If you are a fan of Rafael Sabatini, you will probably enjoy this book. I read it as a young lad and was enthralled.
However, the narrator of this version is probably not the best reader I've ever heard and detracted from the story. Also, the story is supposed to be set in Elizabethan times, but it sounded too much like the 19th century to me. This is probably the fault of Sabatini rather than the narrator, however.
All in all, the plot line is good enough to keep me interested, but a better performance would have made it more enjoyable.
Alas! Headline says it all. Very little difference between characters, hard to tell who is speaking, far less dramatic. Skip this one and find the Simon Vance version.
What a completely unbelievable story. The one criteria I have for science-fiction is that the story must be plausible. It is a given that this is a work of fiction and there will be things included that we will simply have to accept, but the whole story is simply unbelievable as a plausible apocalyptic narrative. The main character would not have survived and would hardly have been considered a leader if he had survived simply as a passive "observer" of life around him.
Earth may Abide, but I couldn't abide this story and quit about 60% of the way through. Too stupid for words.
I like anything Simon Vance narrates. He's a tremendous reader. There are two things I disliked about this book. First were the extra readers. Some of them were not bad, but the performance was uneven. Few come close to matching Vance. The second thing I disliked were the often preposterous scenarios. With science fiction, you usually have to accept some outlandish ideas, but the best science fiction (Asimov, for example) makes the outlandish believable. In this case, Herbert tries to meld medieval feudalism with advanced civilizations - the result is simply preposterous. We are supposed to accept the revival of gladatorial combat... or the goofy ending with the "Duke" proposing a political marriage with the emperor's daughter while maintaining a loving relationship with his sweet desert maiden, his concubine. Just weird ... hard to believe humans would act this way or think it normal after all the history we have in 'normal' human history to this point.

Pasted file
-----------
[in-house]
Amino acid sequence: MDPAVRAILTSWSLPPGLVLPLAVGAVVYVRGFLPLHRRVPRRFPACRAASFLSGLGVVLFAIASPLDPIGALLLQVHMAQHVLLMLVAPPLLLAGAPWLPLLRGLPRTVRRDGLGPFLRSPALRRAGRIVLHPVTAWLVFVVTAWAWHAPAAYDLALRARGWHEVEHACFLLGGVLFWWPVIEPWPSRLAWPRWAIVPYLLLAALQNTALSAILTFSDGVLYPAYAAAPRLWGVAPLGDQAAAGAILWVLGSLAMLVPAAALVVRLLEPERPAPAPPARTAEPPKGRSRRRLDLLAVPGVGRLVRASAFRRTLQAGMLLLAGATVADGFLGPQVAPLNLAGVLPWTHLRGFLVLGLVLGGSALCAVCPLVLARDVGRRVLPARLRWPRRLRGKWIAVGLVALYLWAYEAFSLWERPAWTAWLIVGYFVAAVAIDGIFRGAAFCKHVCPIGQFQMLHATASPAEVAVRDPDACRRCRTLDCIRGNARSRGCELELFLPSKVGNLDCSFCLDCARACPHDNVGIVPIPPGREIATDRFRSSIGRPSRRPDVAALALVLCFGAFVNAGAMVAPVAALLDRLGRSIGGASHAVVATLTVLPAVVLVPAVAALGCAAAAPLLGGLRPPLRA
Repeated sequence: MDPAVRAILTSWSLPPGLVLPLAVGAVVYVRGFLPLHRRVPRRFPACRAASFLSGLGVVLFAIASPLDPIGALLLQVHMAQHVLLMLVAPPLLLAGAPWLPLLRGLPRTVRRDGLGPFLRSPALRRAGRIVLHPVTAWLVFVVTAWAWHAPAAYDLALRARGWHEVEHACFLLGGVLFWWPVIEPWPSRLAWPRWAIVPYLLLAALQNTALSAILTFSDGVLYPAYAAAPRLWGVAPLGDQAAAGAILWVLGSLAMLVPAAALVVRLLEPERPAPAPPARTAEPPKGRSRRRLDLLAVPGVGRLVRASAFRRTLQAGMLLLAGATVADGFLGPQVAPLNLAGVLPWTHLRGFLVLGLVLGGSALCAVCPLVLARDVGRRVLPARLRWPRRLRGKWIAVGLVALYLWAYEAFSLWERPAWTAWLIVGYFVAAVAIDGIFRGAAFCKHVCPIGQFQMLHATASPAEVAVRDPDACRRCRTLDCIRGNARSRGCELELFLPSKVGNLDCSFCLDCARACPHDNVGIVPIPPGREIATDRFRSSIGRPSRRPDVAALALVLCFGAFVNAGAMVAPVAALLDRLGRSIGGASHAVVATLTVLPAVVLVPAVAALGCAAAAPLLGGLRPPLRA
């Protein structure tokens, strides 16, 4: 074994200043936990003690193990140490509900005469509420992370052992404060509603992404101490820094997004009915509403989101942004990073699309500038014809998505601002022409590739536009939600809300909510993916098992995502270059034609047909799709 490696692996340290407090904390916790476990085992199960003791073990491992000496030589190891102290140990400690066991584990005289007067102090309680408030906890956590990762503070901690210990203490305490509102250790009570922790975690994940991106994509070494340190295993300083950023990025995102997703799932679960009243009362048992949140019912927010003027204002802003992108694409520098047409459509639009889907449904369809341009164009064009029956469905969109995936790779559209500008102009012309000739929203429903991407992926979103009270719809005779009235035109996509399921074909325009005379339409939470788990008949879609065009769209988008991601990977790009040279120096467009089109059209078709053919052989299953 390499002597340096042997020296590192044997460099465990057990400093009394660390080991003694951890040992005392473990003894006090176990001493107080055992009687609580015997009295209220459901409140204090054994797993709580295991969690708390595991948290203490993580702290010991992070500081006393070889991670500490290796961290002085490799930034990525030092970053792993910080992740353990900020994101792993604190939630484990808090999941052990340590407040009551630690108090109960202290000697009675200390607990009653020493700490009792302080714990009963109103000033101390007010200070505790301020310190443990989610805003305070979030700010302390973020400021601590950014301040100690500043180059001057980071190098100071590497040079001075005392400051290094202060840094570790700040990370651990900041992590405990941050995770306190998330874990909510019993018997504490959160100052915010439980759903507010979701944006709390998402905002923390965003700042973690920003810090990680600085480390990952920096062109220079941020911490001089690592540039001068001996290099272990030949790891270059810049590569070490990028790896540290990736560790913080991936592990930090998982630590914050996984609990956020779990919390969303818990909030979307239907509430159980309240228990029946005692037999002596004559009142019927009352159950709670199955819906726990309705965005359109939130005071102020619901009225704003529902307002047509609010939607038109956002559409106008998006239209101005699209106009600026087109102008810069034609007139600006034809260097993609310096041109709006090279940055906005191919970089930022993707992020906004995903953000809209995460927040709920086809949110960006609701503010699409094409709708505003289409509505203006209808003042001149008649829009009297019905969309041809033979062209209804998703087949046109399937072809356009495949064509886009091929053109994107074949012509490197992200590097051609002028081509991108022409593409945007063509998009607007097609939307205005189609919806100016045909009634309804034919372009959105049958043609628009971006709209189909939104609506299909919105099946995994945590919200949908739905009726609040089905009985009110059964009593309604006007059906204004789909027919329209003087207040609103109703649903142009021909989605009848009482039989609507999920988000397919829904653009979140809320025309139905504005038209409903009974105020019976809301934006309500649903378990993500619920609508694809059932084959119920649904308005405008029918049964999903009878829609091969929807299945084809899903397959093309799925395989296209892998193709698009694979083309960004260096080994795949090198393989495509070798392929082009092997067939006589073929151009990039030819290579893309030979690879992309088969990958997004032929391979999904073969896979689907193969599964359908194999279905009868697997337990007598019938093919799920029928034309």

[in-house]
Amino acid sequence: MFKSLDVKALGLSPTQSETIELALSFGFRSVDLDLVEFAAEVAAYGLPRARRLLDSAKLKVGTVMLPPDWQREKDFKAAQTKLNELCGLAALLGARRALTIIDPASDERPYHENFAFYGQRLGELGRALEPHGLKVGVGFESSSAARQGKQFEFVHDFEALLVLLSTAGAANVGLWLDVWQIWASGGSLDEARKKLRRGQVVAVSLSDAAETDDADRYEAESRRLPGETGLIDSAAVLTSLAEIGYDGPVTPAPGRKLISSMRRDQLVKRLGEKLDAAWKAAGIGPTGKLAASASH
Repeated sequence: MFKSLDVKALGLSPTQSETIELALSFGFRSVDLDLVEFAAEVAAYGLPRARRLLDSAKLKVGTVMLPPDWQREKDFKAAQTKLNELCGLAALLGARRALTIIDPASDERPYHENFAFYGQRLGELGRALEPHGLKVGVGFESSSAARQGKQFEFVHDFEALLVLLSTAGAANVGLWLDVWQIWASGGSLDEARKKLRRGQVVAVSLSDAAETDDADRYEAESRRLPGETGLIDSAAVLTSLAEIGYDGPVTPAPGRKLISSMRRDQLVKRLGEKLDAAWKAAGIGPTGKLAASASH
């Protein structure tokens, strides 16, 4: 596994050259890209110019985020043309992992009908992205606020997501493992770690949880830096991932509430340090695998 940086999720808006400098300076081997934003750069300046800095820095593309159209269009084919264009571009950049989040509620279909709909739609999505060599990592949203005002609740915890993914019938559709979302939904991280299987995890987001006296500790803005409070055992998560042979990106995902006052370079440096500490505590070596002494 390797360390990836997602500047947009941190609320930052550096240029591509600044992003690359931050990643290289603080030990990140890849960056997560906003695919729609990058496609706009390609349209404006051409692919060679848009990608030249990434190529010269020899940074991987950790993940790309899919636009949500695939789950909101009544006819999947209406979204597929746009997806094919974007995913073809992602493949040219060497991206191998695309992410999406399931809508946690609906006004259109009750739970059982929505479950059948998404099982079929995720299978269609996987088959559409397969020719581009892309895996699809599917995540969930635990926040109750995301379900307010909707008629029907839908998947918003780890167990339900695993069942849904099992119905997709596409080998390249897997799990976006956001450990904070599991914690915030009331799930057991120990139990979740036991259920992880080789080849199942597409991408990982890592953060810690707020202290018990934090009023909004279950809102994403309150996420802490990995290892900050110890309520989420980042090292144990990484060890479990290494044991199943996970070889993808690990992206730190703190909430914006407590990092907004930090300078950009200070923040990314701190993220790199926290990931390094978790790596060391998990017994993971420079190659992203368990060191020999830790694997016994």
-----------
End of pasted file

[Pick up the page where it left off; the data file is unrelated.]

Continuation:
Obviously authors imagine all sorts of strange scenarios in works of fiction. The trick is making it believable, as if it "could happen". Herbert fails to achieve this consistently... he is best when he isn't bringing in the phony barons and dukes and earls and whatnot. His desert people and their society are great and much more believable.
Yes, Simon Vance is great. Wish he had read the whole book without the "help" of others.
The plot is what keeps me going in this book. There are many unexpected twists and turns. The characters spend a good deal of time discussing philosophy, especially that related to business ("trade") and the views of union members. Their conversations don't seem to be as real as one could wish, I have a hard time thinking that real people talk this way. But I, for one, find the discussion interesting.The love story keeps the story going as well, although Margaret seems to take an agonizingly long time to realize what is happening to her in her relationship with Mr. Thornton. She is a very perceptive woman about people around her - except for Mr. Thornton and herself. Perhaps that is true of all of us.In spite of Charles Dickens' dissatisfaction with the book (he was its first publisher), I enjoyed it immensely.
The performance is very good, Juliet Stevenson manages to create distinct characters with her voice, does a good job with the male voices and personalities, has distinct accents for people of differing areas and overall kept me engaged in listening.
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